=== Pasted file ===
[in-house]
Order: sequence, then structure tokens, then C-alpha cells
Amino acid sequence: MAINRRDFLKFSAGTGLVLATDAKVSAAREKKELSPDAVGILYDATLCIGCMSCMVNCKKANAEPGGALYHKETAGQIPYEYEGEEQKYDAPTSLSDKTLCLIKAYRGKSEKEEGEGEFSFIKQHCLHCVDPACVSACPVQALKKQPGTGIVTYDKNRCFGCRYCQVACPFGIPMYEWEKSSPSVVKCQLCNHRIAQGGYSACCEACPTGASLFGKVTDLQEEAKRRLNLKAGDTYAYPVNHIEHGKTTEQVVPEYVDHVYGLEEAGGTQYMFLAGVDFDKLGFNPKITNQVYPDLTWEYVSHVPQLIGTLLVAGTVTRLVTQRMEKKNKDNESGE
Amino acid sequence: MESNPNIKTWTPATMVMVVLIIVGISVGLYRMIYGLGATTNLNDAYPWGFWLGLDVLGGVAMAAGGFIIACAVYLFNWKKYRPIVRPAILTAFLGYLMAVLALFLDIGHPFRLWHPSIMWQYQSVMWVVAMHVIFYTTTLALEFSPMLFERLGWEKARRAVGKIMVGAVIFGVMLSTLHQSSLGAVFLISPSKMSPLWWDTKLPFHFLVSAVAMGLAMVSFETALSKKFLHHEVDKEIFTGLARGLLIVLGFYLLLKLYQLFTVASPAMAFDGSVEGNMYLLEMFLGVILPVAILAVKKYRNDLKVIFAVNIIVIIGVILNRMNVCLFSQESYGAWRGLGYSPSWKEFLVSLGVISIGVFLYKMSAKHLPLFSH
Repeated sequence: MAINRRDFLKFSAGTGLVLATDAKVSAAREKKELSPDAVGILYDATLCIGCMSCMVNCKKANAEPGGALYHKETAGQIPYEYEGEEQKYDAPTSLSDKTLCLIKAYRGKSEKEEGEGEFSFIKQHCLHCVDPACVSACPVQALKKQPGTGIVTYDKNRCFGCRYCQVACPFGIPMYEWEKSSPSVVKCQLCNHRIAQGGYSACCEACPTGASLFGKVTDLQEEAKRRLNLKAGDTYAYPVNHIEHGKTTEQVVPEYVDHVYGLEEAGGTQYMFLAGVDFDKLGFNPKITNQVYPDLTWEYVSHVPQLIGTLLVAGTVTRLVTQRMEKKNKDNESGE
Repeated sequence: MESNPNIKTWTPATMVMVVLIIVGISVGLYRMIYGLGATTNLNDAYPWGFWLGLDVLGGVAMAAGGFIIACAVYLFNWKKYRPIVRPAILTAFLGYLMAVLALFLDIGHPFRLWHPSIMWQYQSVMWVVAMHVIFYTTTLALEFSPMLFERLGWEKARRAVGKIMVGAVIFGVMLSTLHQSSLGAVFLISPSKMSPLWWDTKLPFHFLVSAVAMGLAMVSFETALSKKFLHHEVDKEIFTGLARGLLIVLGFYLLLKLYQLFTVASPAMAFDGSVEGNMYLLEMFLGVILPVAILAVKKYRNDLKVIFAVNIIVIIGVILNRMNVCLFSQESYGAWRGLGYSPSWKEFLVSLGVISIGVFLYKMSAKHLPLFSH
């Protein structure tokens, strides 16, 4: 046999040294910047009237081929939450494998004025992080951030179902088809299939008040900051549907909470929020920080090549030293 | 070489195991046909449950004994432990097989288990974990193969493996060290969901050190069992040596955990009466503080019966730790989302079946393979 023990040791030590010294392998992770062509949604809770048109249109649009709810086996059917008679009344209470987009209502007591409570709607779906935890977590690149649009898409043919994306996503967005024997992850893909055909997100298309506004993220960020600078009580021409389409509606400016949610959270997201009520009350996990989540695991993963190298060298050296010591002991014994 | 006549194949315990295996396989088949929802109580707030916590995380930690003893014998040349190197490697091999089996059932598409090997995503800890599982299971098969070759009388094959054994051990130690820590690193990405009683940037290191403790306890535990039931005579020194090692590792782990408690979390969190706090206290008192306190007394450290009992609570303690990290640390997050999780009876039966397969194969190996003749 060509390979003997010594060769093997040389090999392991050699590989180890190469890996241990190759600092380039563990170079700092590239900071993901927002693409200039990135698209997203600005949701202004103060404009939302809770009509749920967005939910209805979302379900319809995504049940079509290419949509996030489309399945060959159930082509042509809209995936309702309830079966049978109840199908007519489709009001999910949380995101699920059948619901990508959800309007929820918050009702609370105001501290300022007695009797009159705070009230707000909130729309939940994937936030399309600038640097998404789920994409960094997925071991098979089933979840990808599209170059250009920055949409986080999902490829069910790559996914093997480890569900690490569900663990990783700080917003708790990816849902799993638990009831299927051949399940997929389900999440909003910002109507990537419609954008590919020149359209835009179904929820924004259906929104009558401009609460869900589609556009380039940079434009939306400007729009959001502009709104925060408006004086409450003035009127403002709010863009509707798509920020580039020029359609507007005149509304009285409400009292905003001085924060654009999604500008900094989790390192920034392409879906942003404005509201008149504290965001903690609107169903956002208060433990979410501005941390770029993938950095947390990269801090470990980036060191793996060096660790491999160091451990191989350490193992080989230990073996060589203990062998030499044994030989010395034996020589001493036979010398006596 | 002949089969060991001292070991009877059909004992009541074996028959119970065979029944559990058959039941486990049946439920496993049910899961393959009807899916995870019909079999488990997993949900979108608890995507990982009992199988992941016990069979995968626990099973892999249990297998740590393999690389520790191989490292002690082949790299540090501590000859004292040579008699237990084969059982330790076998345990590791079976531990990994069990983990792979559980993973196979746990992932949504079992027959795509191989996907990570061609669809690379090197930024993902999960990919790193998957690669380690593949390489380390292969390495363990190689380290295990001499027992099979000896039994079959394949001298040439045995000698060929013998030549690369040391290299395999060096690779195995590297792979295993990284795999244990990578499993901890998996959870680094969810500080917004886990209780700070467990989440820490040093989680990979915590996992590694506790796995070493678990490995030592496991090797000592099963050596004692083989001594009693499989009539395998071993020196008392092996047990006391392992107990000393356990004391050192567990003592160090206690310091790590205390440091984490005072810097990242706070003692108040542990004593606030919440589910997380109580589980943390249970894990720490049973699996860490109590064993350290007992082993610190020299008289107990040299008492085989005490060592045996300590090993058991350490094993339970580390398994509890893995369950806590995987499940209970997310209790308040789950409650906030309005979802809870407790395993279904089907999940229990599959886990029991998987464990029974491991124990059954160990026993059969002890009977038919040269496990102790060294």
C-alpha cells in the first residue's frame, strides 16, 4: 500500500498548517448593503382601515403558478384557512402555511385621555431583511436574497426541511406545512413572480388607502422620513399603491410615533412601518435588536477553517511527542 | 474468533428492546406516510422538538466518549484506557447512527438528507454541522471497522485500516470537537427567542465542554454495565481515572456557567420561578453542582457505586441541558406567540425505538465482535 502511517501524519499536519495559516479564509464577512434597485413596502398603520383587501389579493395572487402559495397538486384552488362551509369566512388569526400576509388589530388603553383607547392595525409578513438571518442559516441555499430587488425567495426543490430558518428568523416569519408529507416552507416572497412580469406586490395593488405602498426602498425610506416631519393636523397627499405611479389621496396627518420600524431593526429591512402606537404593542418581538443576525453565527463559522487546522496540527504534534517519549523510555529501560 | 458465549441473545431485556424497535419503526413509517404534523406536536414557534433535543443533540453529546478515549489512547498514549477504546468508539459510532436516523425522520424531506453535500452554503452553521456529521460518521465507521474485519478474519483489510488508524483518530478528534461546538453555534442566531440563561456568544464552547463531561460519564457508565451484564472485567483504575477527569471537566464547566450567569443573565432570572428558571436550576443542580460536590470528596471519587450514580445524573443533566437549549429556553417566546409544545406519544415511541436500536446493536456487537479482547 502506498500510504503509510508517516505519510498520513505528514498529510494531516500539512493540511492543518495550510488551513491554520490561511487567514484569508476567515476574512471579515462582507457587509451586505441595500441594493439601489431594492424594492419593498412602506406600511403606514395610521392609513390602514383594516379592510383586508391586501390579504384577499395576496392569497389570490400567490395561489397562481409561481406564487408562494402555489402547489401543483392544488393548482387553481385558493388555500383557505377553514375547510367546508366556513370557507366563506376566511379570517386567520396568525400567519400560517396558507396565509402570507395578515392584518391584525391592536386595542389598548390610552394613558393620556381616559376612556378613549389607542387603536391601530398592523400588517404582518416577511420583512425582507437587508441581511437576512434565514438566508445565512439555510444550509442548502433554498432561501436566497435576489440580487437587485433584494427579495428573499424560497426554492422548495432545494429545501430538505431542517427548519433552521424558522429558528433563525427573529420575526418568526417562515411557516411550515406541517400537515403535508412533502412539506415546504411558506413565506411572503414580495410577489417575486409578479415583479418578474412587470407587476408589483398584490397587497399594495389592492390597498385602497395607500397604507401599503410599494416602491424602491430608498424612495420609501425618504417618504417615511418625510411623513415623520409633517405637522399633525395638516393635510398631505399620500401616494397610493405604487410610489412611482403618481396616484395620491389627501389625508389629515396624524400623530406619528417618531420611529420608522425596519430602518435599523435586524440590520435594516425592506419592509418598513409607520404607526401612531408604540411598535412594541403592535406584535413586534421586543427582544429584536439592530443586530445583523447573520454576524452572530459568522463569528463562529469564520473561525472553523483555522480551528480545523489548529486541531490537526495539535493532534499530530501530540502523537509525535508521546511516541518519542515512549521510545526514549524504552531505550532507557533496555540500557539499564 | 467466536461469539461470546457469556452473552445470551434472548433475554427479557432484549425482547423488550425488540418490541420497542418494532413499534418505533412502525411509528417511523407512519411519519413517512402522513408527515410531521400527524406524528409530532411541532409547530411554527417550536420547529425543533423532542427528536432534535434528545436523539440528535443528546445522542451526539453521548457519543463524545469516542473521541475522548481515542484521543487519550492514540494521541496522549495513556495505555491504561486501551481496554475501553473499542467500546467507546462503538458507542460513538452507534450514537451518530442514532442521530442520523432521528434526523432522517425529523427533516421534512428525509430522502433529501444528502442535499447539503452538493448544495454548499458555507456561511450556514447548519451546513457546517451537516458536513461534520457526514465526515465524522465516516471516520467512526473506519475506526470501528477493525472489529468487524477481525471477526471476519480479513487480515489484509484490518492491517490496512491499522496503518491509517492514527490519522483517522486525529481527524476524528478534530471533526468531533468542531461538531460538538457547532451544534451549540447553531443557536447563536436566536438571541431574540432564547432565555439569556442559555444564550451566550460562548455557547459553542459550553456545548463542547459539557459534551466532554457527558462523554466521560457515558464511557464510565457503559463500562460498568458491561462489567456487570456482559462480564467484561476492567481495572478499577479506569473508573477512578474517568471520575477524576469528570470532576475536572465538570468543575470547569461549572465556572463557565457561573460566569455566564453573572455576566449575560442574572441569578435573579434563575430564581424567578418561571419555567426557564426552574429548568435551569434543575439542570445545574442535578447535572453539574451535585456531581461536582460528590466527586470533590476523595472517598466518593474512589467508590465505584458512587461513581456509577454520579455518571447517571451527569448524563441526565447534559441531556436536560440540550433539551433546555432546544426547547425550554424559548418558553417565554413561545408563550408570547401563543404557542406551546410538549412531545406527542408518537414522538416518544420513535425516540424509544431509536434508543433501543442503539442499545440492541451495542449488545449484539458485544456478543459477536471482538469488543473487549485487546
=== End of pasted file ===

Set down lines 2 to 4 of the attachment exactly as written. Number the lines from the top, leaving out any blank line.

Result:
Order: sequence, then structure tokens, then C-alpha cells
Amino acid sequence: MAINRRDFLKFSAGTGLVLATDAKVSAAREKKELSPDAVGILYDATLCIGCMSCMVNCKKANAEPGGALYHKETAGQIPYEYEGEEQKYDAPTSLSDKTLCLIKAYRGKSEKEEGEGEFSFIKQHCLHCVDPACVSACPVQALKKQPGTGIVTYDKNRCFGCRYCQVACPFGIPMYEWEKSSPSVVKCQLCNHRIAQGGYSACCEACPTGASLFGKVTDLQEEAKRRLNLKAGDTYAYPVNHIEHGKTTEQVVPEYVDHVYGLEEAGGTQYMFLAGVDFDKLGFNPKITNQVYPDLTWEYVSHVPQLIGTLLVAGTVTRLVTQRMEKKNKDNESGE
Amino acid sequence: MESNPNIKTWTPATMVMVVLIIVGISVGLYRMIYGLGATTNLNDAYPWGFWLGLDVLGGVAMAAGGFIIACAVYLFNWKKYRPIVRPAILTAFLGYLMAVLALFLDIGHPFRLWHPSIMWQYQSVMWVVAMHVIFYTTTLALEFSPMLFERLGWEKARRAVGKIMVGAVIFGVMLSTLHQSSLGAVFLISPSKMSPLWWDTKLPFHFLVSAVAMGLAMVSFETALSKKFLHHEVDKEIFTGLARGLLIVLGFYLLLKLYQLFTVASPAMAFDGSVEGNMYLLEMFLGVILPVAILAVKKYRNDLKVIFAVNIIVIIGVILNRMNVCLFSQESYGAWRGLGYSPSWKEFLVSLGVISIGVFLYKMSAKHLPLFSH